Cross-border flows approach record 7 Bcf / d in April
Modeled energy use in Mexico hits record 4.6 Bcf / d
U.S. gas exports to Mexico could reach record levels over the next two weeks, fueled by rising temperatures south of the border and recent capacity additions on cross-border and downstream pipelines.
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Earlier this month, exports to the southern neighbor of the United States hit record levels of just under 7 Bcf / d, according to data compiled by S&P Global Platts Analytics. The record volumes were accompanied by population-weighted temperatures in the 70s Fahrenheit higher, about 5 degrees above normal, and by a spike in demand for electric cooling.
As temperatures move toward more summery averages, pipeline deliveries to gas-fired power plants in Mexico are up sharply from levels seen during comparable weather conditions in April 2020 and April 2019. Earlier this month, as temperatures in Mexico reached their highest level. at an average temperature of 76.5 degrees, modeled energy use reached approximately 4.6 Bcf / d.
During similar weather conditions last year, modeled energy burns in Mexico were about 1 Bcf / d lower, largely due to lower demand during the height of the coronavirus pandemic. In April 2019, comparable temperatures were associated with burns approximately 500 MMcf / d lower than this year.
Record power plant deliveries this spring were fueled by a surge in gas imports – two related trends that were made possible by recent additions in cross-border and downstream pipeline capacity.
In April, Texas – Tuxpan’s 2.6 Bcf / d Sur pipeline, which began commercial operation in September 2019, saw flows soar above 1 Bcf / d in 11 days – a high score for the system. Downstream flows went to TC Energia’s Tamazunchale pipeline and Cenagas at the Montegrande 500 MMcf / d interconnector, both providing an additional benefit to electricity consumption in central Mexico.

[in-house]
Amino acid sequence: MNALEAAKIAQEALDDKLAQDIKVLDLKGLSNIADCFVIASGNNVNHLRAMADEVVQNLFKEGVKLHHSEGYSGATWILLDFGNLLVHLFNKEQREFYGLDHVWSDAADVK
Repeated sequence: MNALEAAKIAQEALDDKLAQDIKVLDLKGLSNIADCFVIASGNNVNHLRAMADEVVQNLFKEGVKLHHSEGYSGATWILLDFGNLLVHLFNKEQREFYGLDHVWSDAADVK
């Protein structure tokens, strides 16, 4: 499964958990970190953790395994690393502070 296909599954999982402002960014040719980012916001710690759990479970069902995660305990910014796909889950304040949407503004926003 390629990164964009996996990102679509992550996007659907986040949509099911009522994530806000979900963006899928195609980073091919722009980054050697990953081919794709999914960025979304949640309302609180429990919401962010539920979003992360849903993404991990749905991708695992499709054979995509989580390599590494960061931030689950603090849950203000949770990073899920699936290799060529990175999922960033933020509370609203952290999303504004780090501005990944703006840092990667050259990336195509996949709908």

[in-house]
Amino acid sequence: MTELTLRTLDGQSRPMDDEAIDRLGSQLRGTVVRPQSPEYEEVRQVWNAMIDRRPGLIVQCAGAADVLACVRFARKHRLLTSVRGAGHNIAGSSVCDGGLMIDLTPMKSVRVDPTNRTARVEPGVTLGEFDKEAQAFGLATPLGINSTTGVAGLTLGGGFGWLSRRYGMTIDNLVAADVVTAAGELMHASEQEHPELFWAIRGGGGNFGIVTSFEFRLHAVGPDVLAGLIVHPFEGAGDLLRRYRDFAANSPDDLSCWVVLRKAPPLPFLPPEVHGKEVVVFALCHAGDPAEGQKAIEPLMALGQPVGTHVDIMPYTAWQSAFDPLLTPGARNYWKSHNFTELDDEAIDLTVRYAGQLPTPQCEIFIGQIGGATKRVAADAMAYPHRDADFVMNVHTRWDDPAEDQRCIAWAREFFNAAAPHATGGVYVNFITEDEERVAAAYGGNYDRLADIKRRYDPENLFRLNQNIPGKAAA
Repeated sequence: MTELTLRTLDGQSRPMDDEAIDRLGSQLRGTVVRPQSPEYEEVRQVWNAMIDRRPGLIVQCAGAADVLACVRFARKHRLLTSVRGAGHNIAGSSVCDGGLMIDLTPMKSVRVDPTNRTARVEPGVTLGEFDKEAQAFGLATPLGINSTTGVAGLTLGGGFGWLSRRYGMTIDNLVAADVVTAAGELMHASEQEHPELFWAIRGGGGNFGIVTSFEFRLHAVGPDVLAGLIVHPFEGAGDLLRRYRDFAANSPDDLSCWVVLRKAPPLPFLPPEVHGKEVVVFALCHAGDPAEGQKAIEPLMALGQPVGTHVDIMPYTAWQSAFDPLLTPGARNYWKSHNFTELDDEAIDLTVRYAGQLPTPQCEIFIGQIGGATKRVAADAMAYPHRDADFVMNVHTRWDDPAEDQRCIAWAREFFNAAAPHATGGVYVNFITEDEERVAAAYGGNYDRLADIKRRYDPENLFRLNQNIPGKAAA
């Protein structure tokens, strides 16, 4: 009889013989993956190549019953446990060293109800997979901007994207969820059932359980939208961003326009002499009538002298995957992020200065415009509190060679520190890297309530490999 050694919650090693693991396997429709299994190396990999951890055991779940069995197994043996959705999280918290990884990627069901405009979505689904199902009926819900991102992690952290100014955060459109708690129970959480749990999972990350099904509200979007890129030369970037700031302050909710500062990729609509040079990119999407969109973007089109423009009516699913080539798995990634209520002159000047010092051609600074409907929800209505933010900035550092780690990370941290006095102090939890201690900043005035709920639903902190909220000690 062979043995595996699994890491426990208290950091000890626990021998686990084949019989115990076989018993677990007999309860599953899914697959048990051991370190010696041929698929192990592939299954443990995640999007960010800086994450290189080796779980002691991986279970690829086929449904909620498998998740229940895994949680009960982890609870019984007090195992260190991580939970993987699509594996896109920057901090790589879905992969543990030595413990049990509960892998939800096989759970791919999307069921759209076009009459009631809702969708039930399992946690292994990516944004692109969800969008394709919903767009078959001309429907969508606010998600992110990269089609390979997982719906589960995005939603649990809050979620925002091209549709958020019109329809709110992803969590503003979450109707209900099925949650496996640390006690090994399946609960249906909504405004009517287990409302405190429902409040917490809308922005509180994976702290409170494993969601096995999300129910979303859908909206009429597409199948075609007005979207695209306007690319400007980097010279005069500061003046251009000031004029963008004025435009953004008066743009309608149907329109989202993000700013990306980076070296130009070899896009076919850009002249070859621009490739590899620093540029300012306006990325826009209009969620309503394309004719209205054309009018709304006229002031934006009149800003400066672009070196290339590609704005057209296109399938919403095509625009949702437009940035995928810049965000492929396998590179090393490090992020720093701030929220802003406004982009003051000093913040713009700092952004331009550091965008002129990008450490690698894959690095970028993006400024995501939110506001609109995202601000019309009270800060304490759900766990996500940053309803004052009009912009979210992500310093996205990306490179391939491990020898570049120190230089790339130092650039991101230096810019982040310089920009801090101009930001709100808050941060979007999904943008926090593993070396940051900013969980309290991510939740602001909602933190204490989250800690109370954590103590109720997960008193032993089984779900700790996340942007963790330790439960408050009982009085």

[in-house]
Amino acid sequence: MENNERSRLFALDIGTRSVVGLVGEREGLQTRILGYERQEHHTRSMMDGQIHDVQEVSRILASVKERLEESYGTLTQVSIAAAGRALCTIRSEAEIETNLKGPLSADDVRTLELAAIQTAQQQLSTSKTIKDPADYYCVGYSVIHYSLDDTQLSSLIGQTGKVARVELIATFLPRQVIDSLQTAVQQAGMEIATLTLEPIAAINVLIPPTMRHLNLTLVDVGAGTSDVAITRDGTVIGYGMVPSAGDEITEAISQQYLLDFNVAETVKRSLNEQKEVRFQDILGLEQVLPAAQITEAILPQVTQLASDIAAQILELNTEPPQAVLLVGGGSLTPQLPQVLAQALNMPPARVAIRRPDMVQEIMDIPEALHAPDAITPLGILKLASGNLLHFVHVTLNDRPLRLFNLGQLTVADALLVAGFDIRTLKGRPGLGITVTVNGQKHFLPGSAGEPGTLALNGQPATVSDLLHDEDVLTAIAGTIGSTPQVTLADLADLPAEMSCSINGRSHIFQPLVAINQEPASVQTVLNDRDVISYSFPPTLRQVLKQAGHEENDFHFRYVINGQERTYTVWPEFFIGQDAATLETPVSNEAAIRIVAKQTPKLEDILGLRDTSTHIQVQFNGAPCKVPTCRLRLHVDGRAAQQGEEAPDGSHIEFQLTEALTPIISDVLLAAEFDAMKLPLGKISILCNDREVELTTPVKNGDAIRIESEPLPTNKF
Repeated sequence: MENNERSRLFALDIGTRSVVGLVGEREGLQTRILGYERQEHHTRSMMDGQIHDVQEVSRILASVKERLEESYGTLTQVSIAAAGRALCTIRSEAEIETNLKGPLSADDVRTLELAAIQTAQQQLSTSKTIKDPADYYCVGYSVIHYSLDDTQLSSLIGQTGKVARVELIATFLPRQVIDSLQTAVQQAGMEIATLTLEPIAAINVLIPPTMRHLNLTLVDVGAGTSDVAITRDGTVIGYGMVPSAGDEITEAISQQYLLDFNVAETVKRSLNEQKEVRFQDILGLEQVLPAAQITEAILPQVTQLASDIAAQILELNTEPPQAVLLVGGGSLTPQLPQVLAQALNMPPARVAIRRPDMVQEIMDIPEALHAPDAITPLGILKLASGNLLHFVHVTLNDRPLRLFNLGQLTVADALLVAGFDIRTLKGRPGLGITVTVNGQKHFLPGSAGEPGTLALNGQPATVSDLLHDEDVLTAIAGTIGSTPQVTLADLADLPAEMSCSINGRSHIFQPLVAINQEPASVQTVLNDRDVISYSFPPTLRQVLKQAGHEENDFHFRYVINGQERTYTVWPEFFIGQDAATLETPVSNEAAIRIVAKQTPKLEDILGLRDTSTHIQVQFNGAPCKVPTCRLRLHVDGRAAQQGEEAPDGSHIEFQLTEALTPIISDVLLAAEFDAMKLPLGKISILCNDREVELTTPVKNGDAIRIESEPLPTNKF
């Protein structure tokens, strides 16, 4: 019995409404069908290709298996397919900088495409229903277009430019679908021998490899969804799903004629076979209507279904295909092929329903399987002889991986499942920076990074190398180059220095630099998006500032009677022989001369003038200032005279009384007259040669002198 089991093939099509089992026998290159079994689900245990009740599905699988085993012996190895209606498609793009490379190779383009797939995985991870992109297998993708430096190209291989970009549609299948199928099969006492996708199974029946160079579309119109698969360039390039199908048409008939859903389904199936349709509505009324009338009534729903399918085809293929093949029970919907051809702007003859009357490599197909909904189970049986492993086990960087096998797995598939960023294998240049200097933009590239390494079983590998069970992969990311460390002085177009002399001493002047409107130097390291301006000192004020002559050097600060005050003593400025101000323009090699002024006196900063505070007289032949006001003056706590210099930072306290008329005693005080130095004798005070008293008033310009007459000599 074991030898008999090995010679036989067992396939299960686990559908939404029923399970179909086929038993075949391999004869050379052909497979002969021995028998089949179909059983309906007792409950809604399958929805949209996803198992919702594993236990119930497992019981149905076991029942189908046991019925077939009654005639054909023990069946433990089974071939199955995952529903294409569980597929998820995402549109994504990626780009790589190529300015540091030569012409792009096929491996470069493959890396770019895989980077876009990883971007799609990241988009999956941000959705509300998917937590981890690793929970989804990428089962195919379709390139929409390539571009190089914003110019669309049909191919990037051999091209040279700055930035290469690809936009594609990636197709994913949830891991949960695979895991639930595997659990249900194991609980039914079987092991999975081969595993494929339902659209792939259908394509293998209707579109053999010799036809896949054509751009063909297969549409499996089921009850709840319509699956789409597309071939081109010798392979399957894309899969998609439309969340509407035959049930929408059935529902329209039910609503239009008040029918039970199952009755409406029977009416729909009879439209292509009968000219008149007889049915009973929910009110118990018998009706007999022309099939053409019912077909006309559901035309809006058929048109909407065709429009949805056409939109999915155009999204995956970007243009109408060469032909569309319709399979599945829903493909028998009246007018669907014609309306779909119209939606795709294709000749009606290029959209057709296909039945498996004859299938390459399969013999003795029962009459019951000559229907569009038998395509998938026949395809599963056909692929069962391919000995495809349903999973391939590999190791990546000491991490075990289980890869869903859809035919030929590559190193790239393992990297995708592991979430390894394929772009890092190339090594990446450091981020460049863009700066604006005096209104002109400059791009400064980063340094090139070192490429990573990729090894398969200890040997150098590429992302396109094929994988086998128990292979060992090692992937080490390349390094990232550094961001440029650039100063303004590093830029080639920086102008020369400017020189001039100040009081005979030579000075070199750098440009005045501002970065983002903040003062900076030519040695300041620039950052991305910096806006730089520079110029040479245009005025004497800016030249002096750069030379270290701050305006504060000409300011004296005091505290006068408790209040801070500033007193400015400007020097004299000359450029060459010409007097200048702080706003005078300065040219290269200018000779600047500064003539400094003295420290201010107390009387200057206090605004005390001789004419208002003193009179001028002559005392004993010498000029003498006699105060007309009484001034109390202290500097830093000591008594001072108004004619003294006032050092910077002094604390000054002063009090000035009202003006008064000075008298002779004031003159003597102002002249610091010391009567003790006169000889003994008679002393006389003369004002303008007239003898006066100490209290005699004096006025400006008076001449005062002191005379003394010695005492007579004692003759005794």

Cenagas plans to expand the Montegrande interconnection by an additional 1 Bcf / d in 2021, although additional infrastructure may be required to allow the expansion to function, according to Platts Analytics.
The 1.3 Bcf / d compressor station at Cempoala has also been the subject of a reversal project for several years and will allow the US gas supply to finally pass through southern Mexico.
Cenagas’ annual PO list shows multiple entries for Cempoala related activities and materials due June 2021. The agency’s five-year plan also shows two compressor stations, Lerdo and Tecolutla, which will be expanded and canceled by 1 , 6 Bcf / d to allow flows to the south – potentially key projects to work alongside Cempoala and Montegrande.
Over the next two weeks, increased pipeline capacity in Mexico could allow the United States to deliver record or near record volumes to its neighbor to the south. A forecast updated on April 26 shows the electricity sector’s gas demand rebounded above 4 Bcf / d later this week, after similar levels in the first week of May.
A seasonal forecast from Platts Analytics shows that U.S. pipeline exports to Mexico could average 6.5 Bcf / d through July, August and September. While the recent pop is likely weather-related, further improvement is possible in the longer term if electrical charges recover quickly amid reduced social distancing. Mexico’s load typically increases in July before seasonal temperatures begin to drop in September. To date, in April, the load has averaged 36.7 aGW, or 3.4 aGW, or 10.3%, more than in April 2020.
As cross-border flows are on the rise for this summer, the June 6 midterm election in Congress could also allow President Lopez Obrador to finalize a proposal that prioritizes CFE-generating assets over private assets. . According to estimates from Platts Analytics, shifting the marginal allocation curve away from the merit-based economy could displace up to 500 MMcf / d of gas energy use.